A think tank has said the Philippines will remain one of the poorest countries in Southeast Asia despite a robust economy recently.
The London-based Economic Intelligence Unit said the Philippine economy would continue to be “marked by wide inequalities of income, and the disparity between the richest and poorest households would stay particularly acute.”
The EIU is not only a research and analysis segment, they are also well known for publishing The Economist magazine.
EIU said that by 2019, “The Philippines will remain one of Southeast Asia’s poorest economies with a lower level of GDP per head than the majority of the region’s other major economies.”
The report also noted that large numbers of Filipinos would continue to live in poverty despite recent economic gains achieved by the Philippines.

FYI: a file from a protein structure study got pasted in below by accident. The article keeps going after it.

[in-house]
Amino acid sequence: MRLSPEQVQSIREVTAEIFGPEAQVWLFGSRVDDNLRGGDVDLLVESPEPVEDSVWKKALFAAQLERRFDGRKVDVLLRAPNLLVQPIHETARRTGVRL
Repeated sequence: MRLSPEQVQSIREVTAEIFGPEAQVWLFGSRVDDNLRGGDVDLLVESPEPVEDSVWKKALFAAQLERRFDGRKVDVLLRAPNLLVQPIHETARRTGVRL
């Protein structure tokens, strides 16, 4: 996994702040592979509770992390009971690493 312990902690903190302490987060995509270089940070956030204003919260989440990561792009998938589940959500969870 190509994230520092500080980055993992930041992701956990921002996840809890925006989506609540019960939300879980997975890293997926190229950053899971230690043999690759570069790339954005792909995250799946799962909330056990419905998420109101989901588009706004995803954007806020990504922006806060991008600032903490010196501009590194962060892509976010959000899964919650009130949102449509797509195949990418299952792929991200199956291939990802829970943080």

It also said that rural poor would benefit only to the extent that the government directs spending towards improving the quality of essential services – including education, healthcare and transportation.
The group also said the Philippines is a small market, with a GDP per head estimated at only $2,843 in 2014.
The EIU said they only forecast per capital income in the Philippines at $4,549 by 2019.
Strong inflows of money from OFWs, relatively low interest rates and strong job growth have kept consumer expenditures afloat – without it, the entire economy could easily crash.
The group also said that Philippine banks have been moving away from traditional areas of activity – moving instead towards retail financial projects – creating easy loans for housing, cars, debit and credit cards.
Citing 2013 data, 52 per cent of household spending went towards basic necessities such as food. In recent years those numbers have spiked.
“Although poverty will remain a problem, continuing healthy rates of economic expansion in 2015-2019 will also benefit the poorer segments of the population,” the think tank added.